Jimmy Eat World and Beach Slang play the Bluebird
When Philadelphia punk band Beach Slang opened for emo pioneers Jimmy Eat World at the Bluebird on Tuesday night, ‘90s nostalgia was in full effect.
“Here’s some guys you said I look like,” Beach Slang frontman James Alex said to the audience in a break between songs.
“A happier Billy Corgan if he had hair, Robert Smith, the singer from My Chemical Romance, Beetlejuice getting married,” he listed.
Noticeably inebriated and wearing a torn sports jacket and bow tie, he read the names from a road-worn and tattered list.
For how long Alex had been keeping track of names shouted out at him by audience members was unclear.
Beach Slang played a number of incomplete covers of ‘90s hits. Among the bands represented: The Red Hot Chili Peppers, Lit and Oasis. A facsimile of Pixies’ “Where Is My Mind” followed.
But that song wasn’t the last time the ghosts of rock and pop past would be summoned to the stage. Alt-rock elder statesmen Jimmy Eat World went on shortly after.
Though the band played a mix of new songs from its latest record, 2016’s “Integrity Blues,” Jimmy Eat World also trotted out fan favorites culled from their two-decade career for the sold-out venue’s audience.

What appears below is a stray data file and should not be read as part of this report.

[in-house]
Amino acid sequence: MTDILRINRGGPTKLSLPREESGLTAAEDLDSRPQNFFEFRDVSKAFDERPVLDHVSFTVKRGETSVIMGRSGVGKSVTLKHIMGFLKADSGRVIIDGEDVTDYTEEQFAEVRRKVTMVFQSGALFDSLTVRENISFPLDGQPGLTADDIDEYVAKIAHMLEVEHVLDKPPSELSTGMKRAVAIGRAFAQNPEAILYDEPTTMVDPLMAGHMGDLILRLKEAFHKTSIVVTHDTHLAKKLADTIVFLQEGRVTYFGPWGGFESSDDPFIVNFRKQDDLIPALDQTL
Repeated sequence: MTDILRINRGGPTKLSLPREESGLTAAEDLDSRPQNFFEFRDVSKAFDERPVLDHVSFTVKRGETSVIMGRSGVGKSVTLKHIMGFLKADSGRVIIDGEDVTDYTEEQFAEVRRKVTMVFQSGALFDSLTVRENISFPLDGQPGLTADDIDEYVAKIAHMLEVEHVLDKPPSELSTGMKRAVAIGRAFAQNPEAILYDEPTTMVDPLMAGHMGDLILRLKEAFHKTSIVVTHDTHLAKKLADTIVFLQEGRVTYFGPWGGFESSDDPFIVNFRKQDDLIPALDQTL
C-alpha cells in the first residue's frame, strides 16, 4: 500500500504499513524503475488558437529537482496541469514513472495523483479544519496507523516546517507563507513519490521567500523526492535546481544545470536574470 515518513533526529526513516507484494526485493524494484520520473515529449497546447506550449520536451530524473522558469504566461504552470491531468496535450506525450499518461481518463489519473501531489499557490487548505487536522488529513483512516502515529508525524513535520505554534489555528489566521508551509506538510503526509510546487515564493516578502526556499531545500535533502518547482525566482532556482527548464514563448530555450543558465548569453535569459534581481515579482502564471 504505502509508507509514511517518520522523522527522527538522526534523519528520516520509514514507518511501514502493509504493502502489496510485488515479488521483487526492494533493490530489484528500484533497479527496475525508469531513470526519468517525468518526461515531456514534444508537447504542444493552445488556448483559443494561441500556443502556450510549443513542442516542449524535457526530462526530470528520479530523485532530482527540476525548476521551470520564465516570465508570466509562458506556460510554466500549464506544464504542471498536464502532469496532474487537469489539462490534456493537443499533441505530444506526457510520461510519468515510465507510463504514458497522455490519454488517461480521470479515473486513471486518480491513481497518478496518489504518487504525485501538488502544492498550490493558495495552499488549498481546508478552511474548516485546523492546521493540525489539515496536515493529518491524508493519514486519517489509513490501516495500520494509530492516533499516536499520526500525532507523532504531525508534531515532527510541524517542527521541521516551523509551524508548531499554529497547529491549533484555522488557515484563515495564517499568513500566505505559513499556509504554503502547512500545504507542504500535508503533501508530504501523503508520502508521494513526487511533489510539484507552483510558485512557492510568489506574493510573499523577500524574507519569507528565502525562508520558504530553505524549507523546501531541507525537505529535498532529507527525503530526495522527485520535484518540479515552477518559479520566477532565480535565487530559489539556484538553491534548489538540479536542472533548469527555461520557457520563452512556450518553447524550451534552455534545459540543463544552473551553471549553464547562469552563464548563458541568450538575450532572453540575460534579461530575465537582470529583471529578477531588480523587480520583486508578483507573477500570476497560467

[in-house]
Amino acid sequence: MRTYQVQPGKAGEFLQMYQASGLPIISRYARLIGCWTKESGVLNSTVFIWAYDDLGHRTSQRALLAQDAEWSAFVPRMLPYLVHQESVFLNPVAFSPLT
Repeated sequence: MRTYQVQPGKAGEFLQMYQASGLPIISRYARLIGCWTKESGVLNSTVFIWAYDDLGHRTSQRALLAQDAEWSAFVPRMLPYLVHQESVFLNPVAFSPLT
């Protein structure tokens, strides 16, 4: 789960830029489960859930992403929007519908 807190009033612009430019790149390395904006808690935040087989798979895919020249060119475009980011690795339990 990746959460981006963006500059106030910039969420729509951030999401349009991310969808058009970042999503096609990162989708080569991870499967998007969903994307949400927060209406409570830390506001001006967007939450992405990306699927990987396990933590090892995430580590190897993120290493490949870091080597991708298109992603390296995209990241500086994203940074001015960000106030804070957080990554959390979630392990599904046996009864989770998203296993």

The band’s setlist read like a list of classic alternative rock, with power ballads like “Hear You Me” mixing with radio rockers like “Bleed American,” both from the band’s 2001 commercial peak “Bleed American.”
Beach Slang ended their set with self-deprecation.
“You’ve survived 40 minutes of hanging out with a band you’ve never heard of before,” Alex said at the end of his band’s set before walking off stage.
Jimmy Eat World concluded its considerably longer set with an encore, in which they performed a handful of their greatest hits they’d presumably saved for such an occasion.
As audience members sang along to the final couple of songs, it became apparent that nearly everyone at the Bluebird that night was familiar with Jimmy Eat World.
Now they’re familiar with the drunken hijinks of Beach Slang, too.
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